The molasses or other carbohydrate solutions are used in amounts sufficient to yield a supplement having a pH generally between about 2.5 and 8.0. Usually. the molasses or other carbohydrate solutions comprise from about 30 to about 70 percent of the finished supplement. Fats and oils can be incorporated into the supplements in amounts ranging from about 5 to about 209 or more by weight of the supplement.
The acids employed in the present invention are those that are water soluble and livestock edible and are derived from a wide variety of sources. 'Ihus. acids. such as. for example. phosphoric. sulfuric and the like can be employed. Such acids also provide nutritional sources of phosphorous and sulfur. Polyvalent cations. such as. for example. Mg++. Ca++. Zn++. Fe++. Fei+-+ and Mn++ are derived from the corresponding soluble chloride. sulfate. etc.. salts. Thus. soluble sources such as lime. hydrated lime. Fecl CaCI- Cat- NO L. MnSO,. ZnCI alkaline earth salts of acids such as formic. acetic. carbonic. sulfuric. hydrochloric and the like can be employed. Mixtures of acids and polyva lent cation source can also be employed. Acids arc generally employed. where necessary. in amounts ranging from about 0.5% to 5.0% by weight of the finished supplement. 'l'he polyvalent cation source is employed in minimal amounts; usually amounts sufficient to provide from about 0.0] to (1.19; by weight of the polyvalcnt cation in the finished supplement are employed. Such amounts of acid and polyvalent cation source are sufficient to obtain maximum thickening effects ofthc clay in the finished supplement. although greater amounts may be employed for nutritional purposes.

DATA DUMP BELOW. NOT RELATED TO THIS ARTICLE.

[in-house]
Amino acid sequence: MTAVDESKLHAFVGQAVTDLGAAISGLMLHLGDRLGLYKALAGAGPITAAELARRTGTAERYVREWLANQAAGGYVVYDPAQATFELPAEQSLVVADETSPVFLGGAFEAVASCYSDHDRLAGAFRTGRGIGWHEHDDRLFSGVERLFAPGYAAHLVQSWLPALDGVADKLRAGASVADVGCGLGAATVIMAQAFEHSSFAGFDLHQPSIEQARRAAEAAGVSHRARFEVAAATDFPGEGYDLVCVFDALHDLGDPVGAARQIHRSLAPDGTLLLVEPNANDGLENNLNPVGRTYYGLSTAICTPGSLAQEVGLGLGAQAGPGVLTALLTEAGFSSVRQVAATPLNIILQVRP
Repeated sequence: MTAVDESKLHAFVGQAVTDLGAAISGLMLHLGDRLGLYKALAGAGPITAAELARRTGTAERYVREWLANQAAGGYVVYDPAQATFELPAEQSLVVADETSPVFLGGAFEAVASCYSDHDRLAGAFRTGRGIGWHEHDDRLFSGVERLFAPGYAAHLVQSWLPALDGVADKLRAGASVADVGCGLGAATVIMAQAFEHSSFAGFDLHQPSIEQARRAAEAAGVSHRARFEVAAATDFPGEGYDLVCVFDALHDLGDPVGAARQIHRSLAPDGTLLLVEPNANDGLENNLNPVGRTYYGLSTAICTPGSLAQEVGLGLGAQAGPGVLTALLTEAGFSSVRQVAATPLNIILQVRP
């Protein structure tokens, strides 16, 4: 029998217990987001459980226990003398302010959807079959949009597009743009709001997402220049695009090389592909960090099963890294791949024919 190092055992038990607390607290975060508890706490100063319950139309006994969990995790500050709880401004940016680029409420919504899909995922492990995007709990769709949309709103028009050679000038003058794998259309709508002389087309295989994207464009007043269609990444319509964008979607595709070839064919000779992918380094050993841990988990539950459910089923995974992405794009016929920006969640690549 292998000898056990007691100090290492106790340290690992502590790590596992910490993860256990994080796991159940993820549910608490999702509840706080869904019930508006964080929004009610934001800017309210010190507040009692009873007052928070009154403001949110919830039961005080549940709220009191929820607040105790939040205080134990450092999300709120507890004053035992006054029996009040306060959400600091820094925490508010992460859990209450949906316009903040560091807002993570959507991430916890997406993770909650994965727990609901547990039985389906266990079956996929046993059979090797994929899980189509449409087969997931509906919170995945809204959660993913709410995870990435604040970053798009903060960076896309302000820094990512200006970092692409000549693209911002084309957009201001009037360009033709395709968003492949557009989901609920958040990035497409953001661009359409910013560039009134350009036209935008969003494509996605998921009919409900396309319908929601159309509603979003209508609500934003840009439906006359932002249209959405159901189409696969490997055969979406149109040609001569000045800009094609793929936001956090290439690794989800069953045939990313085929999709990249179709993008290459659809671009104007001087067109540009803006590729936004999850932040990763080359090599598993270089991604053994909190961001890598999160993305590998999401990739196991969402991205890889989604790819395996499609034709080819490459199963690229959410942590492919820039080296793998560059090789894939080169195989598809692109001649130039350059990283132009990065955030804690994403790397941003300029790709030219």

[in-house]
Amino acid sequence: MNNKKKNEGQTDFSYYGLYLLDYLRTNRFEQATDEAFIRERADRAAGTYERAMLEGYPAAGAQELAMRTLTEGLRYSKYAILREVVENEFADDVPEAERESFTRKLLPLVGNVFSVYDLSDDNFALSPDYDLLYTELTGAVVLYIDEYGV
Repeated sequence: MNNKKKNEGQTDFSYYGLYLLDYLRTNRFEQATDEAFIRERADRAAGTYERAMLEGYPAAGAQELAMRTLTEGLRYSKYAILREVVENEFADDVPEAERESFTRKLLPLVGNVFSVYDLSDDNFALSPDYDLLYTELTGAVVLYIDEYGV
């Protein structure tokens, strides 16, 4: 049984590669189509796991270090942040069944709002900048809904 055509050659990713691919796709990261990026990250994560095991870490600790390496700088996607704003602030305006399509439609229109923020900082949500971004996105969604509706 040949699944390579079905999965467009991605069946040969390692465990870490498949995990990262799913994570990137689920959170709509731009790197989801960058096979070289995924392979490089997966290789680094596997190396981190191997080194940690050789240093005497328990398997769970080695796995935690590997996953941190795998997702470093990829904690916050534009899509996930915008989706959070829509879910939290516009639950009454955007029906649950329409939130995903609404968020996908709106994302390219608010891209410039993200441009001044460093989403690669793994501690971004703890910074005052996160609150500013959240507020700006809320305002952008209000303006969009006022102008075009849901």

The clays employed in the present invention include bentonite clays and attapulgites. cg. clay minerals knots n as fullcr's earth. Swelling bentonite clays. such as hectorite and Wyoming bentonite. may be used in carrying out the invention. Sepiolitc clay. which is generally similar to attapulgite clay. may also be employed when a ailablc 'I he quantity of clay employed in producing the thickened feed supplement is generally from about 05'.) to about 5.0) based on the weight of the finished formulation. Preferably. the quantity ofclay employed in the finished supplement is from about 0.75 to about 4.0? by eight. 'lhc clay slurry pre-mixes employed in the present in cntion usually contain from about 5 to about 35; by eight clay solids. Preferably. clay slurries containing from about It] to about 30'? by weight clay solids are employed.